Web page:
DOI link for Martin Heidegger
Martin Heidegger book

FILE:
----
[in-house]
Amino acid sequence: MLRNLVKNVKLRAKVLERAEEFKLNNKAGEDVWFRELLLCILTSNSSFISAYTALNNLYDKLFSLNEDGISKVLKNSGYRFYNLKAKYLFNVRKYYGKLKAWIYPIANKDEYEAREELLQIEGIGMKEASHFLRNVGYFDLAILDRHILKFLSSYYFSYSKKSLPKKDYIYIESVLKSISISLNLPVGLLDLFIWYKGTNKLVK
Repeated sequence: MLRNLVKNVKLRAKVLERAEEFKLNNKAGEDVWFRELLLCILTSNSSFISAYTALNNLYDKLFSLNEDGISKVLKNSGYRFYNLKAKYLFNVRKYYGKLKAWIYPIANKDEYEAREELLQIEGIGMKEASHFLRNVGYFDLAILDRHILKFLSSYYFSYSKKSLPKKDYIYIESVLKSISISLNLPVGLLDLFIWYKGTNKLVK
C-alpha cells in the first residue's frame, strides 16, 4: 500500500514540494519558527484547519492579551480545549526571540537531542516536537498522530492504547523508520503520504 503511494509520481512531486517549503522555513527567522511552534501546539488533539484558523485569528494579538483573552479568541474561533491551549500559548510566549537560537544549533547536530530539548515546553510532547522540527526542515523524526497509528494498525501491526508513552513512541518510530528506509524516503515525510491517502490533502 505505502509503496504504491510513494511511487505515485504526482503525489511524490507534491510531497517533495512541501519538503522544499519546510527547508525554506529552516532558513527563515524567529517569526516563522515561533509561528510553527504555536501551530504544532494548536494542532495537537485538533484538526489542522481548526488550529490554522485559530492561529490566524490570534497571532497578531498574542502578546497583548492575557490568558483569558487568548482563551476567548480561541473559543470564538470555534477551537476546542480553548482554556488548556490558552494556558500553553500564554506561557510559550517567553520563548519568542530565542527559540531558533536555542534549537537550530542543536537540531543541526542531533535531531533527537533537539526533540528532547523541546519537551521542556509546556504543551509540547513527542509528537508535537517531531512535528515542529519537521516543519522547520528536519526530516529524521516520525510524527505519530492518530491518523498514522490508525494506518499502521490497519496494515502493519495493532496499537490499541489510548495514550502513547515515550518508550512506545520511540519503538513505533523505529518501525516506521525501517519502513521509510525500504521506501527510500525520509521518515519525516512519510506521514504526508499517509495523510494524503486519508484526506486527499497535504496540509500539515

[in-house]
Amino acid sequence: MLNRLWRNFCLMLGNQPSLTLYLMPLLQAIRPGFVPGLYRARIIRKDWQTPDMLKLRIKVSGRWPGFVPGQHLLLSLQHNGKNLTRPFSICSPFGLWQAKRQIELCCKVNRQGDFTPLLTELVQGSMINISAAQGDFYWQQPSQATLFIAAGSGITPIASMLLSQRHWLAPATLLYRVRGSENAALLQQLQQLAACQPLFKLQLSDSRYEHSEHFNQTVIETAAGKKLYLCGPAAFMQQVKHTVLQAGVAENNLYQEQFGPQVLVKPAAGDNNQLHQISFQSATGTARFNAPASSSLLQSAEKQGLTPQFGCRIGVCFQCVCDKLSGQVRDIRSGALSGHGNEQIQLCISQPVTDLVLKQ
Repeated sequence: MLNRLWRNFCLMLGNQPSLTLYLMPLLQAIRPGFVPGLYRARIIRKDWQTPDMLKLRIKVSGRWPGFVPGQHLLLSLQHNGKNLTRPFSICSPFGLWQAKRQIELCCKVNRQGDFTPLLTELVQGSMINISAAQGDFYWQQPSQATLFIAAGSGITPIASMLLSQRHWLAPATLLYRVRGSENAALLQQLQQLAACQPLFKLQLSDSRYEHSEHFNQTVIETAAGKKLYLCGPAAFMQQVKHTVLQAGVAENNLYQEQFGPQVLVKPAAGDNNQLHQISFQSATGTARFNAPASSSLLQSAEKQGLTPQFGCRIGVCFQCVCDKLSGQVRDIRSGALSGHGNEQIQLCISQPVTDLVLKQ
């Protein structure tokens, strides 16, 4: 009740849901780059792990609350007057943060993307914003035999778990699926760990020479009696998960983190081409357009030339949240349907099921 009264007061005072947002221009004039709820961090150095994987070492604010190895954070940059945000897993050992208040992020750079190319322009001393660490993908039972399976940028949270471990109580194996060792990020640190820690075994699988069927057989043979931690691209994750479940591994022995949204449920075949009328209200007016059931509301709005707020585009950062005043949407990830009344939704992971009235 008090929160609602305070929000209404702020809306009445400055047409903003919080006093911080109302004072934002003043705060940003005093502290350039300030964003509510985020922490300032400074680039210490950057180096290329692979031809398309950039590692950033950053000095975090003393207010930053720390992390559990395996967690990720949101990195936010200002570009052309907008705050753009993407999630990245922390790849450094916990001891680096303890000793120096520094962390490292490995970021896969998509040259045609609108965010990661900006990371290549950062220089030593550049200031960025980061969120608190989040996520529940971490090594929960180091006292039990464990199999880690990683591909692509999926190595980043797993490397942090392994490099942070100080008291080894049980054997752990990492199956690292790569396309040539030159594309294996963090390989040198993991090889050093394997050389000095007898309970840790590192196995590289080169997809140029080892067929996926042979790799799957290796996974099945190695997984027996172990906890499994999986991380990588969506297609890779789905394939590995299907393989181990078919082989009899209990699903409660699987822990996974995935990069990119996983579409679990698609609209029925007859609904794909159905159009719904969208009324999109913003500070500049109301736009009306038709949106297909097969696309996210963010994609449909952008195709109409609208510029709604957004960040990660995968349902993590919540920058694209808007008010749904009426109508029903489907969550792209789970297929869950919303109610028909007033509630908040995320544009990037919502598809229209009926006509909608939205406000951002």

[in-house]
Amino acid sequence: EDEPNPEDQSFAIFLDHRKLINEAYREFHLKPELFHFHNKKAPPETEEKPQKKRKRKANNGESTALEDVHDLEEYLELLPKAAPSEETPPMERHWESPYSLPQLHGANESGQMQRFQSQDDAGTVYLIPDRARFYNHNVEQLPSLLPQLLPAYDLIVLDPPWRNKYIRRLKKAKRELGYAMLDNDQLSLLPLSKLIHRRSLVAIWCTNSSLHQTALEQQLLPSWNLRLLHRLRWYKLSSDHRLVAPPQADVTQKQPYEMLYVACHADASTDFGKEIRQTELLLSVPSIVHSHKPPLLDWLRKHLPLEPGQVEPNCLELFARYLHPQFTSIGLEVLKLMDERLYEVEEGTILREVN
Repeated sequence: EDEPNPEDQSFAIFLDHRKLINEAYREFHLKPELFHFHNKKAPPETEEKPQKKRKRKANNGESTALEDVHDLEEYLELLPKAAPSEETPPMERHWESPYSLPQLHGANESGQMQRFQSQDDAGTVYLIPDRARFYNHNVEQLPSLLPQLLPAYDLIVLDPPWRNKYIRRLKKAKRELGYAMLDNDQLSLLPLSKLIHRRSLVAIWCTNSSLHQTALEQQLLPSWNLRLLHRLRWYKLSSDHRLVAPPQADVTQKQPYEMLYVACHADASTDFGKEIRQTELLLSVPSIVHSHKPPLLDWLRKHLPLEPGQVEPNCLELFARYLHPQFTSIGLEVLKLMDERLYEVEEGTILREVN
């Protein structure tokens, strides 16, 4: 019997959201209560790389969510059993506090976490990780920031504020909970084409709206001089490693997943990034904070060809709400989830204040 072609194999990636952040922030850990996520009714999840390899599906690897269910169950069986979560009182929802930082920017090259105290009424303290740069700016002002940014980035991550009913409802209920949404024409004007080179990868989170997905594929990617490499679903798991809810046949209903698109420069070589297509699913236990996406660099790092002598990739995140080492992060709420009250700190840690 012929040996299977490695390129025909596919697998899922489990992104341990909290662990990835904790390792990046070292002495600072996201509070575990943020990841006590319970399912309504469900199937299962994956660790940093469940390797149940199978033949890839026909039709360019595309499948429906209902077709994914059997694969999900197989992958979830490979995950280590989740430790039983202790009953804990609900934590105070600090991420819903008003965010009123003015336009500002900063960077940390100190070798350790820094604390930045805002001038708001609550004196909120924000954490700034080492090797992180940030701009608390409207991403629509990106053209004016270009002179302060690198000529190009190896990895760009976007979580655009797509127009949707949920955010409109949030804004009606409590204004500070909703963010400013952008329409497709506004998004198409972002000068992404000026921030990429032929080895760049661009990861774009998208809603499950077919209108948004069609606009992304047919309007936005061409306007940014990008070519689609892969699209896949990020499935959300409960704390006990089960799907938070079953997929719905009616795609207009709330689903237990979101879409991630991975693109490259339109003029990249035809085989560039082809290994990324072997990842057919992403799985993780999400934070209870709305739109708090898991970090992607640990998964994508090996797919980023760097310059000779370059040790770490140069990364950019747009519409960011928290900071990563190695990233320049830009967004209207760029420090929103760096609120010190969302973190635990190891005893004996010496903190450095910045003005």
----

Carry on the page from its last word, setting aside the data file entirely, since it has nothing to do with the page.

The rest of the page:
It would be di$ cult to argue that Martin Heidegger (1889-1976) is in any way a philosopher of religion and yet, as I have found myself writing on other occasions, Heidegger ‘reeks of God’, and rarely in reading him is it possible to pass more than a few pages without a mention of God, the gods or the divine. If the great majority of the interpreters of Heidegger overlook or merely ignore the question of divinity in Heidegger’s work, at the same time few of those who do not have been able to see through to Heidegger’s relation to religion as a whole. In this Heidegger himself provides no easy signposts or assistance. When confronted with the question of religion directly he is more o" en than not elusive or cryptic: “di$ cult to catch”, as Socrates remarks of the nature of the Sophist in Plato’s dialogue of that name. When asked privately by a distinguished German theologian what he thought of God, Heidegger is said to have remarked in a way full of the cunning he brings to the question: “das ist die Fragwürdigste …”. is can translate variously as “that is the most questionable thing to ask”, or (more literally) “that is what is most worthy of questioning”, or even “that is where the question really lies”. In no way is the answer straightforward, even if we can secure for ourselves what the question is, or whether it is a question addressed to the philosopher or thrown back to the theologian, or to whom else it might refer.